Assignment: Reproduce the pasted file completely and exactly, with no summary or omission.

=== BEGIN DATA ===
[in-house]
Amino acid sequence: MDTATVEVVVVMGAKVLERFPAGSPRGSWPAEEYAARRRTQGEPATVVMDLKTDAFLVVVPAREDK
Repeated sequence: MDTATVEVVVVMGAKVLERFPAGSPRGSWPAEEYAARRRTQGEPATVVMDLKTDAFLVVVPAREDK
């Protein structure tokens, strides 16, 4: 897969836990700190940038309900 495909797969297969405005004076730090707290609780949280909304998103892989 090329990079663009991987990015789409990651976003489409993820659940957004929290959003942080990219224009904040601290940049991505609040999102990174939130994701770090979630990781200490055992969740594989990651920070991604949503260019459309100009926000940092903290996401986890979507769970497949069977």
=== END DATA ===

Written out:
[in-house]
Amino acid sequence: MDTATVEVVVVMGAKVLERFPAGSPRGSWPAEEYAARRRTQGEPATVVMDLKTDAFLVVVPAREDK
Repeated sequence: MDTATVEVVVVMGAKVLERFPAGSPRGSWPAEEYAARRRTQGEPATVVMDLKTDAFLVVVPAREDK
């Protein structure tokens, strides 16, 4: 897969836990700190940038309900 495909797969297969405005004076730090707290609780949280909304998103892989 090329990079663009991987990015789409990651976003489409993820659940957004929290959003942080990219224009904040601290940049991505609040999102990174939130994701770090979630990781200490055992969740594989990651920070991604949503260019459309100009926000940092903290996401986890979507769970497949069977």